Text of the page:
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2D metal-organic coordination structures


We are interested in creating 2D equivalents of 3D metal-organic frameworks (MOFs) by reacting functional molecular units and selected metal ions directly at surfaces. The resulting supramolecular structures are stabilised by relatively strong but non-covalent interactions, which produce well-defined geometries and long-range periodicities. Such systems might be interesting not only as ordered 2D patterns with possible applications in host–guest reactions and nano-reactors but also for the catalytic and magnetic properties of low-coordinated metallic centres.


Interaction of small biomolecules with surfaces


Amino acids, short peptides, lipids and nucleic acids represent the elementary building blocks of living matter and their interaction with surfaces lies at the basis of several biological phenomena and technologies such as cell growth, biocompatibility, biorecognition, tissue engineering, etc. Moreover, these molecular units are also used as functional modifiers of inorganic surfaces, e.g. in enantioselective heterogeneous catalysis or in biomineralisation. We are particularly interested in studying how these molecules retain and transfer their chiral properties, in the mechanisms behind their ability to selectively recognise each other and in the influence of surface absorption on their secondary structure.


Electronic vs structural properties at metal-organic interfaces

long range

The electronic structure of organic molecules deposited on metal substrates is determined by processes occurring at the nanometre scale and involving electrostatic interactions. These phenomena have recently received much attention since they are crucial for the contact properties of many devices currently being investigated in organic electronics and photovoltaics. We are studying charge transfer processes at metal-organic interfaces and their connection with supramolecular self-assembly.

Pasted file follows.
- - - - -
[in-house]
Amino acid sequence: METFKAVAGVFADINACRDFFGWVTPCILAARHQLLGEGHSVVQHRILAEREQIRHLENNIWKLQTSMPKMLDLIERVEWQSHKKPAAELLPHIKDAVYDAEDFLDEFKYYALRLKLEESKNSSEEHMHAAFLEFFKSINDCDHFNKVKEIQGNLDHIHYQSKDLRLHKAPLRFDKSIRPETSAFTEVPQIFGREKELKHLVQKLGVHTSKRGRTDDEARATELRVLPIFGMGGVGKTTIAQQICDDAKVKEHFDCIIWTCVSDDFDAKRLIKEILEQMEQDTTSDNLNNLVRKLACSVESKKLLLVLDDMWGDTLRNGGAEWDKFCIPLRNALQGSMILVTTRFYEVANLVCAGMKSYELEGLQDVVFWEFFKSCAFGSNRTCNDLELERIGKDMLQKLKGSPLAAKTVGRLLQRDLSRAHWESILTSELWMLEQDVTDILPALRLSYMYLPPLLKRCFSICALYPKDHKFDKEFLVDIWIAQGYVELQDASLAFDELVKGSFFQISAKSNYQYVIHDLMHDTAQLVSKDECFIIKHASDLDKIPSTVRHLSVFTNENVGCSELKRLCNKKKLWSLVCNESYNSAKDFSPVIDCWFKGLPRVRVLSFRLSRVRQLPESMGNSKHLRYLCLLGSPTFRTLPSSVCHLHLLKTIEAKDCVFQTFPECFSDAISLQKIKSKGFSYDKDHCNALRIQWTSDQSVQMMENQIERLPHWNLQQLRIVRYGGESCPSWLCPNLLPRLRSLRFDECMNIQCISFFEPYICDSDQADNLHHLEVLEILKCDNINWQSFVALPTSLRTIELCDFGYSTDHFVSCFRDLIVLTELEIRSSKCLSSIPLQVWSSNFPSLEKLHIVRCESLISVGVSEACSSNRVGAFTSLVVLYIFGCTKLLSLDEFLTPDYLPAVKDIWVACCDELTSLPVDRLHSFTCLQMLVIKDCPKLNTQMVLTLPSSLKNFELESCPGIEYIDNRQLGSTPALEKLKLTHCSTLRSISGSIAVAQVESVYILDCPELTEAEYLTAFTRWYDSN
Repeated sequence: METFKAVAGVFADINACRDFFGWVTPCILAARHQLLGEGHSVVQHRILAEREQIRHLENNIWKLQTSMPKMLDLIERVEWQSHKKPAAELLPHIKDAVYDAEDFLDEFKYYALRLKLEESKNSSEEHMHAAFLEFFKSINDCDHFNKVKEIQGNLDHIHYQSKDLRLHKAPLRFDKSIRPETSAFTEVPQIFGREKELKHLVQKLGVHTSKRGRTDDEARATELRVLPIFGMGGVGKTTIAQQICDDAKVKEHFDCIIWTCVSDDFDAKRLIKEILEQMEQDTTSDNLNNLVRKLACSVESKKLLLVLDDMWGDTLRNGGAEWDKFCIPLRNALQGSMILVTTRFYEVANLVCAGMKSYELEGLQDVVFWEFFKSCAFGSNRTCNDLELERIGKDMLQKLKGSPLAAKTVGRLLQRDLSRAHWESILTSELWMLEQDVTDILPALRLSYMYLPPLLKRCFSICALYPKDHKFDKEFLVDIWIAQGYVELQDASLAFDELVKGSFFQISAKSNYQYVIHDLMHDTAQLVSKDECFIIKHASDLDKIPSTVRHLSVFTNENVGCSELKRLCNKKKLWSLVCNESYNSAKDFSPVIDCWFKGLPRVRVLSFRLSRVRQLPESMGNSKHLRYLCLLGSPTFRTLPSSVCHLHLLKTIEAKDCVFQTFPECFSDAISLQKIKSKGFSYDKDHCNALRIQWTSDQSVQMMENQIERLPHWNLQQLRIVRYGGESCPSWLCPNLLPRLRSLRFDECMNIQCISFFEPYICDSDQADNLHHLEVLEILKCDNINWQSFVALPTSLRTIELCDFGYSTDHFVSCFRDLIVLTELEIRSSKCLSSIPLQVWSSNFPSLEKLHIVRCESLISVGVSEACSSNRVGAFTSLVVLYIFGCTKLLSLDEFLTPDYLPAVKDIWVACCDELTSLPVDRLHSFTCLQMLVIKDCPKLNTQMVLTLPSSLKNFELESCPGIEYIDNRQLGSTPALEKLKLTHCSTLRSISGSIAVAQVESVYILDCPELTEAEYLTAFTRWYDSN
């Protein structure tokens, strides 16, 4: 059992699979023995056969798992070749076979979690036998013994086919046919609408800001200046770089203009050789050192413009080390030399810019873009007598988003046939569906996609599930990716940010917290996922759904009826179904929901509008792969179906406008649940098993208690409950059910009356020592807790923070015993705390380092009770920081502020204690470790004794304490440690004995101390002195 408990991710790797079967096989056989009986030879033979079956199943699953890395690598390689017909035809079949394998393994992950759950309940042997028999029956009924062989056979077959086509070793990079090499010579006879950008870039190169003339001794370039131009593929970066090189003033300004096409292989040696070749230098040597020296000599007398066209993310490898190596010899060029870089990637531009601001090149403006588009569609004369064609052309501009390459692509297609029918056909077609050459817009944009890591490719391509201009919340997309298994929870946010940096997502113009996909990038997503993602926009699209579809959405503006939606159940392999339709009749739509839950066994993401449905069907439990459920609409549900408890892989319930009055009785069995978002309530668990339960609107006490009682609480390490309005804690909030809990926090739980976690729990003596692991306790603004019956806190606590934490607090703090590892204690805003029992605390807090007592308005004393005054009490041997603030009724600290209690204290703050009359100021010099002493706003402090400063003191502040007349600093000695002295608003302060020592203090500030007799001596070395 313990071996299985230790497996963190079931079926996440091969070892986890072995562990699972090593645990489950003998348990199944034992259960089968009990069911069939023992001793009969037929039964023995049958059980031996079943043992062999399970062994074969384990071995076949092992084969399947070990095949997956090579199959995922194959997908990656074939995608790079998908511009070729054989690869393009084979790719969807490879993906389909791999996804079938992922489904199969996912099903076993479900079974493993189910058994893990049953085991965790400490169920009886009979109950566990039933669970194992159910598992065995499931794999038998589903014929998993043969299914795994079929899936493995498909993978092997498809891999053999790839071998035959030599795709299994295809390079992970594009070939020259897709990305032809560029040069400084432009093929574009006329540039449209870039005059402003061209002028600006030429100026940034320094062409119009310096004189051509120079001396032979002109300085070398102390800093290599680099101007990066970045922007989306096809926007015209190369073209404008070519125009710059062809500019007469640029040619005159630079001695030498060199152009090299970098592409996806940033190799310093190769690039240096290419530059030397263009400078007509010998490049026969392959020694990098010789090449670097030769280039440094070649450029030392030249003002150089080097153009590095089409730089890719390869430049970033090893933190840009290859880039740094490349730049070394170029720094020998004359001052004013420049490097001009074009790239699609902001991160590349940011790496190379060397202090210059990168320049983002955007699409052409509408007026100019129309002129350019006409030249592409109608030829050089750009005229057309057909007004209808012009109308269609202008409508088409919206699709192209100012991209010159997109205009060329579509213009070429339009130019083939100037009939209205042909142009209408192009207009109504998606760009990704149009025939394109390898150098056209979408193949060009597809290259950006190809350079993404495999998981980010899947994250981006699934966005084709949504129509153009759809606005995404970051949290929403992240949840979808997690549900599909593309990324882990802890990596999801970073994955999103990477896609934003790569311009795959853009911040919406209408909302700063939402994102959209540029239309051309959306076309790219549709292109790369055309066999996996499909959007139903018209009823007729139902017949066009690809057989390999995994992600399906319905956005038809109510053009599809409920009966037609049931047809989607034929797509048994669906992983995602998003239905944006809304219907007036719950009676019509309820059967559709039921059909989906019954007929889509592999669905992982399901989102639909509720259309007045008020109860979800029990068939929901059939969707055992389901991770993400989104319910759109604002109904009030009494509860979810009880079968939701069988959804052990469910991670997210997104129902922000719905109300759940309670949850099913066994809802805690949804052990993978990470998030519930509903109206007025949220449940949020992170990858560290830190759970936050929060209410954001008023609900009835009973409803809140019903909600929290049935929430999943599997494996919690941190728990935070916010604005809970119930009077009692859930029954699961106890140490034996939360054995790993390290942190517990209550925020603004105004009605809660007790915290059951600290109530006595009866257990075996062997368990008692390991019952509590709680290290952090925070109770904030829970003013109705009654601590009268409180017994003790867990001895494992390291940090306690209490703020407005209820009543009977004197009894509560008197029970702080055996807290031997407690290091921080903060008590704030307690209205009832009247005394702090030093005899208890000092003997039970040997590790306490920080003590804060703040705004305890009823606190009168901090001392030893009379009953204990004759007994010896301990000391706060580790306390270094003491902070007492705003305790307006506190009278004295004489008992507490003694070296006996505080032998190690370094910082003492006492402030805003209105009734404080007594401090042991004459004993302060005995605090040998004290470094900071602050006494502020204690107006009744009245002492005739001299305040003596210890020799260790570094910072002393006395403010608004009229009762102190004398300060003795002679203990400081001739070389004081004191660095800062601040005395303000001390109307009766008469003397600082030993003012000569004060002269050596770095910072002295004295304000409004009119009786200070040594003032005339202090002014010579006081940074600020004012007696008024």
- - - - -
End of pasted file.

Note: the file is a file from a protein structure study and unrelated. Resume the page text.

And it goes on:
Self-assembly at the solid-liquid interface


Most of the work in supramolecular surface chemistry has been performed in ultra high vacuum due to exquisite control over the cleanliness, the chemistry and structure of the surface and the preparation conditions. However, the technology associated with this approach is typically cumbersome and expensive. On the other hand, the fabrication of molecular nanostructures from solution under ambient conditions is much simpler and cheaper, representing a significant advantage in view of future applications. We are specifically interested in nanostructures stabilised by hydrogen bonding and metal-organic interactions as well as in studying elementary molecular recognition processes


Self-assembly of short peptides


Spontaneously assembled nanostructures that use biomolecules as elementary units are particularly interesting due to the ease of their fabrication, to the availability of simple chemical modification routes and for their intrinsic biocompatibility. Peptides, in particular, are highly versatile building blocks and their (mis-)assembly underpins the functional specificity of proteins or the emergence of neurodegenerative diseases. We concentrate on studying the assembly of very short peptidic sequences which act as model systems and offer the possibility to examine the fundamental processes governing their mutual interactions.